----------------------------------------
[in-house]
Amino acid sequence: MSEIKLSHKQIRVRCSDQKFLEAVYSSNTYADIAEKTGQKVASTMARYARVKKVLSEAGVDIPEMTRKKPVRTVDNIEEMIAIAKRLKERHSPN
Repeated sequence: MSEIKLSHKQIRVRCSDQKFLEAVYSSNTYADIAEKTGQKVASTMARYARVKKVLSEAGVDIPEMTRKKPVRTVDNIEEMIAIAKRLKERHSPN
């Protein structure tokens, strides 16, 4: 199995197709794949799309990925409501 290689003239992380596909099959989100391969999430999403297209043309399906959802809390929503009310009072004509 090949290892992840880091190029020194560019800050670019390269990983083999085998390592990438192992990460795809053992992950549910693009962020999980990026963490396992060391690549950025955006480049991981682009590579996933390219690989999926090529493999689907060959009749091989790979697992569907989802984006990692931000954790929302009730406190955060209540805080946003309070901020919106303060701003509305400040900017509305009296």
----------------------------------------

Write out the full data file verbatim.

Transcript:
[in-house]
Amino acid sequence: MSEIKLSHKQIRVRCSDQKFLEAVYSSNTYADIAEKTGQKVASTMARYARVKKVLSEAGVDIPEMTRKKPVRTVDNIEEMIAIAKRLKERHSPN
Repeated sequence: MSEIKLSHKQIRVRCSDQKFLEAVYSSNTYADIAEKTGQKVASTMARYARVKKVLSEAGVDIPEMTRKKPVRTVDNIEEMIAIAKRLKERHSPN
């Protein structure tokens, strides 16, 4: 199995197709794949799309990925409501 290689003239992380596909099959989100391969999430999403297209043309399906959802809390929503009310009072004509 090949290892992840880091190029020194560019800050670019390269990983083999085998390592990438192992990460795809053992992950549910693009962020999980990026963490396992060391690549950025955006480049991981682009590579996933390219690989999926090529493999689907060959009749091989790979697992569907989802984006990692931000954790929302009730406190955060209540805080946003309070901020919106303060701003509305400040900017509305009296």